This is a simple driver to simulate client load.


Keywords
pVelocity, load, testing, capacity, sizing, simulate, simulation
License
ISC
Install
npm install simload@0.1.7

Documentation

simload

This is an npm module used to simulate a load profile of a general work defined through a function.

Introduction

At pVelocity Inc. we have a need to simulate load profiles against certain services. We needed to generate a load profile based on the following model:

Get Started

var sim = require('../');

var reqCount = 0;

var workFunctionFactory = function(userIndex) {

    return function(waitTime) {

        return new sim.Promise(function(res) {

            /* Do work here */

            console.log("User " + userIndex + ": Waited " + waitTime + " (ms)");
            reqCount++;

            res();

        });
    };
};

sim.simulate(2, 0.5, 5, workFunctionFactory).then(function() {
    console.log(`Total work count: ${reqCount}`);
});

The main call is sim.simulate. The first three arguments respectively specifies:

  • The number of N concurrent users to simulate
  • The average period (p) in seconds in between the trigger of successive work loads. This time includes the elapsed time of the work load itself. Therefore, if this time is shorter than the work load time, then the next work load will be immediately executed. This argument is a floating point number.
  • The third parameter indicates how many seconds (an integer t) should the simulation run. The simulation will run for at least this time frame. Note that since p is a random interval, it is highly likely that the actual simulation duration will be longer than t.

The last argument is a function that will return the actual work load function for a specific simulated user. The work load function returned must be able to accept an optional argument indicating the amount of time waited by the simulated user prior to the triggering of the work. In this example, we have workFunctionFactory that simply creates a Promise that resolves into displaying the amount of time the simulated user waited before triggering the work load.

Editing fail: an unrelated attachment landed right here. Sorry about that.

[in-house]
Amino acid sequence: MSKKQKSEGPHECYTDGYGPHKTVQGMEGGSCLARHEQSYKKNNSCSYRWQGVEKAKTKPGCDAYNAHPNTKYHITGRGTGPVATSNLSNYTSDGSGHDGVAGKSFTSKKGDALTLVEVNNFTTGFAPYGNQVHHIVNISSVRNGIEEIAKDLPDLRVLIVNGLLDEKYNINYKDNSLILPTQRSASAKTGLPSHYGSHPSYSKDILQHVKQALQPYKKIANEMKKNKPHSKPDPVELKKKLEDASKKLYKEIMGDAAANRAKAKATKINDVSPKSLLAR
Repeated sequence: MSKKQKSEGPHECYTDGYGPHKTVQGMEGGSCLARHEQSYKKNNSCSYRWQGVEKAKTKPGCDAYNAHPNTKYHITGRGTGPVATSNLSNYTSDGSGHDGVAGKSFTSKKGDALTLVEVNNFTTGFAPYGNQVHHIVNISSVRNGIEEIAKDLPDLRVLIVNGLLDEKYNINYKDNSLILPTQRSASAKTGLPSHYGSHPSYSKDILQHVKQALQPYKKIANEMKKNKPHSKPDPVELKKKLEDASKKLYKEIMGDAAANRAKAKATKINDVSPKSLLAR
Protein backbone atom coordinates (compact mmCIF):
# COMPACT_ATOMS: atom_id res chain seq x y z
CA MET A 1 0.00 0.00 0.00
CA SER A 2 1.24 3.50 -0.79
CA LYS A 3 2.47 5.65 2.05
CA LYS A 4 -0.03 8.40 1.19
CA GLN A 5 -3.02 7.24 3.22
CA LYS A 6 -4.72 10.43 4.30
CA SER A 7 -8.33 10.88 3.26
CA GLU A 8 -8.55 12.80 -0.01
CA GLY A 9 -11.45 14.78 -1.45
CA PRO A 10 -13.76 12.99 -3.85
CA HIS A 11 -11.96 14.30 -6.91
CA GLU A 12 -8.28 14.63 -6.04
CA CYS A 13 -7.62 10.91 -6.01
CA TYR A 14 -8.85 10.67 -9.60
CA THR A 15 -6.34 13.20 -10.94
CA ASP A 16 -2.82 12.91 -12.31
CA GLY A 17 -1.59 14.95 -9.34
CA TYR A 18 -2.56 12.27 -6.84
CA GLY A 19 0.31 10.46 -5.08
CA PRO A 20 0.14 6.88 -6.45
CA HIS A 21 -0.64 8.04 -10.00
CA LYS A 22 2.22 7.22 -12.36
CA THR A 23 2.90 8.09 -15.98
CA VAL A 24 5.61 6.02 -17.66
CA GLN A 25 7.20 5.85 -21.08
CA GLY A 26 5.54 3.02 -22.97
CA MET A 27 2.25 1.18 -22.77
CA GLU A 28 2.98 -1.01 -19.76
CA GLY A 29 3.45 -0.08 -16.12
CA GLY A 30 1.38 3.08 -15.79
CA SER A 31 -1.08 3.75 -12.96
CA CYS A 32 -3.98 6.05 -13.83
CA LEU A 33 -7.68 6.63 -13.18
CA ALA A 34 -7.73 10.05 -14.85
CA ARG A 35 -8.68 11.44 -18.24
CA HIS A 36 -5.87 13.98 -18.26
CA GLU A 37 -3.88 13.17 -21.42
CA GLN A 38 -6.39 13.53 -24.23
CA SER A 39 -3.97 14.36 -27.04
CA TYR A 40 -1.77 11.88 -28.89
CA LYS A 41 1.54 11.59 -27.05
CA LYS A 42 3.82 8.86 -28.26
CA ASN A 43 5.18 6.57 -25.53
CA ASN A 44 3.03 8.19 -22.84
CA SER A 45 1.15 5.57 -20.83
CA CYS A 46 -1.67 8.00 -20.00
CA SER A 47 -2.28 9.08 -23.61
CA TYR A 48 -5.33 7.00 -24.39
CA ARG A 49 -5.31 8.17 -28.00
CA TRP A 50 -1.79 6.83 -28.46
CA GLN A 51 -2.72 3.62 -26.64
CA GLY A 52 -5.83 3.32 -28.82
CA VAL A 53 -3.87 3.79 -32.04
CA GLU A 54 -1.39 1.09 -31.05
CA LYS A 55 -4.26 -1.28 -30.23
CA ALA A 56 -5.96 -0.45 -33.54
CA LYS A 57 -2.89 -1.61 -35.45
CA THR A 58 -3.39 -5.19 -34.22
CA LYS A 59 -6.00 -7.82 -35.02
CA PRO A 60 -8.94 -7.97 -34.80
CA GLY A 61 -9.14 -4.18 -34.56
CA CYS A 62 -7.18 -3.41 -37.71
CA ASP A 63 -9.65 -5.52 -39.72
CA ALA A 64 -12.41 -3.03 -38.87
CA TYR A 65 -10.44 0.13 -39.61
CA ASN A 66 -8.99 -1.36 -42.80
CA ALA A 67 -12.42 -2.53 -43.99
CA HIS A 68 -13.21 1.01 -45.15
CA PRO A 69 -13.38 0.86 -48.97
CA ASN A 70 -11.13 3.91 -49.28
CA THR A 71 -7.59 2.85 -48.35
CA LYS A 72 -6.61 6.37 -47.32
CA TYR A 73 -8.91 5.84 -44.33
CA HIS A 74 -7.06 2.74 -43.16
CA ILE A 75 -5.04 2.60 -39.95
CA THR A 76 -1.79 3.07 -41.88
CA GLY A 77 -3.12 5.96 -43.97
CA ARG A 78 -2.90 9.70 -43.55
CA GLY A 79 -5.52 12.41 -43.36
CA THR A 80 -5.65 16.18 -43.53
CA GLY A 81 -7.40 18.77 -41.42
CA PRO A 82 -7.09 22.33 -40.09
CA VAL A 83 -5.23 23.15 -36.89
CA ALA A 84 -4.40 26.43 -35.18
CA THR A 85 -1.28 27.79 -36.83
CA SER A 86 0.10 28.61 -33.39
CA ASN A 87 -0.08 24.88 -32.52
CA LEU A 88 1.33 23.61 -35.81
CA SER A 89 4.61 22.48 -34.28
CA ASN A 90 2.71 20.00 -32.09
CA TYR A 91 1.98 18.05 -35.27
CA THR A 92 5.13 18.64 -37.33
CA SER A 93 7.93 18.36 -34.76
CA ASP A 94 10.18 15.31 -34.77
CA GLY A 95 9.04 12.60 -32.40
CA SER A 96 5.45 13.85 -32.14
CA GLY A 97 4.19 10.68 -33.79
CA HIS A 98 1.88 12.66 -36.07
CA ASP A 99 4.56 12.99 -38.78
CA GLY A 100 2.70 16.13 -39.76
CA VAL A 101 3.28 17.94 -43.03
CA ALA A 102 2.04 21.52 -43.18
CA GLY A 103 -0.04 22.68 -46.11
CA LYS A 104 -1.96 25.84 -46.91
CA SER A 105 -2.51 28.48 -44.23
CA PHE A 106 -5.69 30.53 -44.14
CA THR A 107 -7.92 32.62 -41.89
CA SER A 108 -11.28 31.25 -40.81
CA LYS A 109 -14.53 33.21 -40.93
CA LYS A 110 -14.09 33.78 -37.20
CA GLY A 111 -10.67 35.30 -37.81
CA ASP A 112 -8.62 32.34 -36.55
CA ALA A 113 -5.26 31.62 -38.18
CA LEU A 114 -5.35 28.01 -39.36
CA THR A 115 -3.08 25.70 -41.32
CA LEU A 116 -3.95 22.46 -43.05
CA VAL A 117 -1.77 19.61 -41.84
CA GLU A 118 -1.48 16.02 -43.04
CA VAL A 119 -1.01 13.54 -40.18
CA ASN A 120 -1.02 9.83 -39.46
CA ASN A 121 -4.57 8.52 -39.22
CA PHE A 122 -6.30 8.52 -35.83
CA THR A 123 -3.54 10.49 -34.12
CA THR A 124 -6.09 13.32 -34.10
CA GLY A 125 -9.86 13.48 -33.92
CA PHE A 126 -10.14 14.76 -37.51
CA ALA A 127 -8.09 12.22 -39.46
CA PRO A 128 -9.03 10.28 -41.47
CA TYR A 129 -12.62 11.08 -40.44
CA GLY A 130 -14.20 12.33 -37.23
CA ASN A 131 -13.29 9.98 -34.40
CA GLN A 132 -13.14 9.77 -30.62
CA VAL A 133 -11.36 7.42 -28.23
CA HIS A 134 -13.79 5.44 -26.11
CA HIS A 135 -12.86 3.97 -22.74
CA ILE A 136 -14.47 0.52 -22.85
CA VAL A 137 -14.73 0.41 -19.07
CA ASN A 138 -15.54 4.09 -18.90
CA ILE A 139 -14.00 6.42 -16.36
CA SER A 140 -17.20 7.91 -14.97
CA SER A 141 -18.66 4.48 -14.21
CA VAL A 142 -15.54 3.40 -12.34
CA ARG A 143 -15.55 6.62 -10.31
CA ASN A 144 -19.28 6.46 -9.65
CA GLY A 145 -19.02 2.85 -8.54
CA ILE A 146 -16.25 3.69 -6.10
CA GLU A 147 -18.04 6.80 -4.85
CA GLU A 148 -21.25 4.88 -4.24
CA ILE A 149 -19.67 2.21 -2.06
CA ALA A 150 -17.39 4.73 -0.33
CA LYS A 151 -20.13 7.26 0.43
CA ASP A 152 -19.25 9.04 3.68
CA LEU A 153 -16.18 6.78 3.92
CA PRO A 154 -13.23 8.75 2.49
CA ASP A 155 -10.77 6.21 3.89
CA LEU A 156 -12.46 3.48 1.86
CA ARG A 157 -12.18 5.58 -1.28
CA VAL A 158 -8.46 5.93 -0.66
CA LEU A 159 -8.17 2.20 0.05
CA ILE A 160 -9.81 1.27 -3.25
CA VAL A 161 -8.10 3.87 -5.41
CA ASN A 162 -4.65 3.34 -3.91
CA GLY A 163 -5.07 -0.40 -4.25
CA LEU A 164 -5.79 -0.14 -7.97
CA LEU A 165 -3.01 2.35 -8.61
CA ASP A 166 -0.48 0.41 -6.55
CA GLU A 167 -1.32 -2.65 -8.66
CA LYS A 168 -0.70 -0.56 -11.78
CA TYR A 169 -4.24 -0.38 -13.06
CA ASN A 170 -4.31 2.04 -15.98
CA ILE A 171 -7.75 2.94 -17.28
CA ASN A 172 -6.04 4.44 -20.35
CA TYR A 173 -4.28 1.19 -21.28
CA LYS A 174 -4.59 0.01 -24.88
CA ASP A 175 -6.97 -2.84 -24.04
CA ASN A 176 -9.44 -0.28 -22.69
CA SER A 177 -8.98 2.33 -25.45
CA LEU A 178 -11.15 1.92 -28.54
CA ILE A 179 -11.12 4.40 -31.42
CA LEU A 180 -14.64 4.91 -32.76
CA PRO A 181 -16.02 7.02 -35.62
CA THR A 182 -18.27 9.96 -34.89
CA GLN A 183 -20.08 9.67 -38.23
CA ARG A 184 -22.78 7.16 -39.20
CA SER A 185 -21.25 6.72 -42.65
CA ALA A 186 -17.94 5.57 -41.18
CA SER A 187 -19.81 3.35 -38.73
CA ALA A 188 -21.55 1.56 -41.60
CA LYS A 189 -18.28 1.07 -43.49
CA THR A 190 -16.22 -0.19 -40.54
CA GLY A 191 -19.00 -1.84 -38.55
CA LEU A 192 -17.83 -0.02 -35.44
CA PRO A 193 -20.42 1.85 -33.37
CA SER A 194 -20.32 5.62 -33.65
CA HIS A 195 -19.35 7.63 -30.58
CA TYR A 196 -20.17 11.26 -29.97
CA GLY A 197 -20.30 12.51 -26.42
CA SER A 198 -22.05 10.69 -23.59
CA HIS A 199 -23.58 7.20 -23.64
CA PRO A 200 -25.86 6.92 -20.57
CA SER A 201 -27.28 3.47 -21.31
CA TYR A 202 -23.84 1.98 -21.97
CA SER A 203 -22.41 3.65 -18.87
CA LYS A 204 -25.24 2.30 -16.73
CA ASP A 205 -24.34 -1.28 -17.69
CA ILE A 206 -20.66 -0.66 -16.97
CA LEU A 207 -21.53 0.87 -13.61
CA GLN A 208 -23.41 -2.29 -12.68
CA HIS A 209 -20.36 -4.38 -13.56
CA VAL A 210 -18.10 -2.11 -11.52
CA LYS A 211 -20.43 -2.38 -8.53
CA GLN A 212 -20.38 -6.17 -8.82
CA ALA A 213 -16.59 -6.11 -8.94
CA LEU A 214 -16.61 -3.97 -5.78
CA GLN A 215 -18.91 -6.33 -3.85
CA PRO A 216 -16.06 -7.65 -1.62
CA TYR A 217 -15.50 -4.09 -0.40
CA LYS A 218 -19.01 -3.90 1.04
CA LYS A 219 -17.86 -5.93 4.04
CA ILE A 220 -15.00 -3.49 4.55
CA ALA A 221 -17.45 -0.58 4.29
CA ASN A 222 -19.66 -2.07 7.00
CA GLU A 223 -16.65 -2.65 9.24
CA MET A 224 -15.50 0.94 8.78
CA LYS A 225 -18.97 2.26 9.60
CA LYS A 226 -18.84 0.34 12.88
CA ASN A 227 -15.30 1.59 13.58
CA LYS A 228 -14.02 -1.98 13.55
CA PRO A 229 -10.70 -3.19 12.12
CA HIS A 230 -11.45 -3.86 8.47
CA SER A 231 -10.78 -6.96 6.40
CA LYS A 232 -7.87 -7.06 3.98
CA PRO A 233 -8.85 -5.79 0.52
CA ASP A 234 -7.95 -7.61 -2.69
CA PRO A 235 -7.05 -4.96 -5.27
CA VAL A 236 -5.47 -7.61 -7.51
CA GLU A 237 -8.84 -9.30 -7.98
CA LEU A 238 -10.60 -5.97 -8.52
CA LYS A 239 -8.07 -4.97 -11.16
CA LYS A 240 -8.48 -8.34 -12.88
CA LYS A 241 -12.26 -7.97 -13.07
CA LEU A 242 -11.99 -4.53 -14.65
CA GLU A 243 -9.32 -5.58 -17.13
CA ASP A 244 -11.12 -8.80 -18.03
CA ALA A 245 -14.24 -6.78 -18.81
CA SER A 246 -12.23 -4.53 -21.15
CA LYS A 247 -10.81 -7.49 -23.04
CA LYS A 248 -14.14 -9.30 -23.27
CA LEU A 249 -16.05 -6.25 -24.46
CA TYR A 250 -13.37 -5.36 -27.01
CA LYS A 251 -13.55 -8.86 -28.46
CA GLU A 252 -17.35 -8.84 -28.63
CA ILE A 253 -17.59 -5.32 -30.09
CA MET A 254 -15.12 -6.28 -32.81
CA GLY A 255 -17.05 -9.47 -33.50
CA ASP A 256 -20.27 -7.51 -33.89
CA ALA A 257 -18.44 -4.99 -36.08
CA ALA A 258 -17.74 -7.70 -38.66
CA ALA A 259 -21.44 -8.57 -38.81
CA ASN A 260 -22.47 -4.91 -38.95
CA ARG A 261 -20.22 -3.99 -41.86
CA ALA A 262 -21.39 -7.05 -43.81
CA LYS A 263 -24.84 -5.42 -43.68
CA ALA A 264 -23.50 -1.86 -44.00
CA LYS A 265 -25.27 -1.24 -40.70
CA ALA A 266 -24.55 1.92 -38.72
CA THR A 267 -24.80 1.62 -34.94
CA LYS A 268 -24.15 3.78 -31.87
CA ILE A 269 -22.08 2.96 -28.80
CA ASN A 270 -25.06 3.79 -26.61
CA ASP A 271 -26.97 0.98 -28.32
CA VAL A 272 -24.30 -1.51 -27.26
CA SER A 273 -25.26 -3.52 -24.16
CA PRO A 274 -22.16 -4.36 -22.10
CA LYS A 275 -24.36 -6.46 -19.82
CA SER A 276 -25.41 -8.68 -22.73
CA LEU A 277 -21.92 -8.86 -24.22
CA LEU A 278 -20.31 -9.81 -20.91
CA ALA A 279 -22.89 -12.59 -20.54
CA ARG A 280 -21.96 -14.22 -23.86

The simulate function returns a Promise.

If you want each user to do something different, you can use the userIndex to decide on which work load function to return.

Sample Output

User 0: Waited 1130 (ms)
User 0: Waited 177 (ms)
User 1: Waited 1392 (ms)
User 1: Waited 459 (ms)
User 1: Waited 27 (ms)
User 1: Waited 220 (ms)
User 1: Waited 62 (ms)
User 1: Waited 150 (ms)
User 0: Waited 1048 (ms)
User 0: Waited 52 (ms)
User 0: Waited 498 (ms)
User 1: Waited 1293 (ms)
User 1: Waited 458 (ms)
User 0: Waited 1710 (ms)
User 0: Waited 148 (ms)
User 0: Waited 123 (ms)
User 1: Waited 1152 (ms)
User 0: Waited 944 (ms)
Total work count: 18

Each run will provide different results due to the random variables introduced in the algorithm. However, one should expect that the Total work count should be close to 20. Two concurrent users performing a work load every 0.5 seconds, and the duration of the simulation is 5 seconds (2 * 1 / ~0.5 * 5 = ~20)

License

Copyright (c) 2016, pVelocity Inc

Permission to use, copy, modify, and/or distribute this software for any purpose with or without fee is hereby granted, provided that the above copyright notice and this permission notice appear in all copies.

THE SOFTWARE IS PROVIDED "AS IS" AND THE AUTHOR DISCLAIMS ALL WARRANTIES WITH REGARD TO THIS SOFTWARE INCLUDING ALL IMPLIED WARRANTIES OF MERCHANTABILITY AND FITNESS. IN NO EVENT SHALL THE AUTHOR BE LIABLE FOR ANY SPECIAL, DIRECT, INDIRECT, OR CONSEQUENTIAL DAMAGES OR ANY DAMAGES WHATSOEVER RESULTING FROM LOSS OF USE, DATA OR PROFITS, WHETHER IN AN ACTION OF CONTRACT, NEGLIGENCE OR OTHER TORTIOUS ACTION, ARISING OUT OF OR IN CONNECTION WITH THE USE OR PERFORMANCE OF THIS SOFTWARE.